Allegations of skulduggery have rocked one of the UK's most ancient sports.
The game is noted for its physical nature
Shrovetide Football, dating from as early as the 12th Century, involves two teams trying to take a ball to opposite ends of Ashbourne in Derbyshire.
Organisers say they are looking into claims a dummy ball was used to confuse players during this year's event.
But local pub landlord Mark Harrison said: "I don't think there is much action that you can take really because there's no real rules in Shrovetide."
Hundreds of people take part in the game which involves scrums pushing through the town's streets.
The Up'ards team won the second day of the two-day event on 6 February one-nil.
Claims have since been made that a decoy ball was used to confuse the Down'Ards team.
Mr Harrison, who runs the Coach and Horses, which is popular among the Down'Ards, said: "It might not mean a lot to the person who had done it but it is degrading the game, rather then the people involved.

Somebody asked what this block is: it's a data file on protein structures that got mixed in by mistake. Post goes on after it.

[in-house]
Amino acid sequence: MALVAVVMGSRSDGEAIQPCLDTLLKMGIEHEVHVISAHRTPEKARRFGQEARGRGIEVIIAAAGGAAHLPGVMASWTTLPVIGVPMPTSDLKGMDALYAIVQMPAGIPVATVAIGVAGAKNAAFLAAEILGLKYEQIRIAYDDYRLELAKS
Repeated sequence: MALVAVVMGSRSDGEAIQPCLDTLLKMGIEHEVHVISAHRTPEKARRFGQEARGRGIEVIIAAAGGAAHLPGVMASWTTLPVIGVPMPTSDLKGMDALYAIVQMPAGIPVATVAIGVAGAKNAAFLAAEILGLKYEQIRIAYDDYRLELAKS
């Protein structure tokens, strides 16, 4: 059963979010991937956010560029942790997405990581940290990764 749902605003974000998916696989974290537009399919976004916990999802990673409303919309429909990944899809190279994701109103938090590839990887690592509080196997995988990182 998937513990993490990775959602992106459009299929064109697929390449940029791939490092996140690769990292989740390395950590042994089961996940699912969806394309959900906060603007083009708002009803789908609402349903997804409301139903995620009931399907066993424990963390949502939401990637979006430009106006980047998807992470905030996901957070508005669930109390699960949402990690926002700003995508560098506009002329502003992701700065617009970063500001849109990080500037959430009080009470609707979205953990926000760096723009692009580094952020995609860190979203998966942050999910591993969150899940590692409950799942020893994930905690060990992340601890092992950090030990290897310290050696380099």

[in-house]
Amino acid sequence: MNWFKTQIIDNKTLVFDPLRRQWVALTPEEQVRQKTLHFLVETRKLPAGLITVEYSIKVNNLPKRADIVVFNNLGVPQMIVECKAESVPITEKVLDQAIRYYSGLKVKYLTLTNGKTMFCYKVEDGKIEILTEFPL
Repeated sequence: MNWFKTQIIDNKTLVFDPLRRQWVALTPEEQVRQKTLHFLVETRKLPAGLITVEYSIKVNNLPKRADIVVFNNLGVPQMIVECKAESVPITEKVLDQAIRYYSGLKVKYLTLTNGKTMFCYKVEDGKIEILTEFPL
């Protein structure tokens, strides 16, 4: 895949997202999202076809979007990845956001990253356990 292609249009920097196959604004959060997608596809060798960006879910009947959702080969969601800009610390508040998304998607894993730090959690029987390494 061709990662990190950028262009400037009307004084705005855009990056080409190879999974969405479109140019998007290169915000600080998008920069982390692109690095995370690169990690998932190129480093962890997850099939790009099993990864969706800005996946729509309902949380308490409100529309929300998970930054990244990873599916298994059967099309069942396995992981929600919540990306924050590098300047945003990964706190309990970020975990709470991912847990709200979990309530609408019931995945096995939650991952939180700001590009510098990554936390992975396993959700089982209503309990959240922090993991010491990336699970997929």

"It is degrading the heritage of the town."
He added: "As long as they sort it out for next year, so if someone brings another ball into play then it is void, then I am sure that will do the job."
The official ball is specially made, with a painted crest to identify it.
Nigel Brown, from the Shrovetide committee, said they would be discussing the matter with players.
"There are allegations of another Shrovetide-type ball being used as a dummy ball - but dummy balls have been part of the game for a long time now.
"So as to whether this was a Shrovetide-type ball like the allegations have been made, or whether it is just a medicine ball of some description - though we are led to believe it had some painting on it."
The Shrovetide Committee is having a full investigation on 26 February.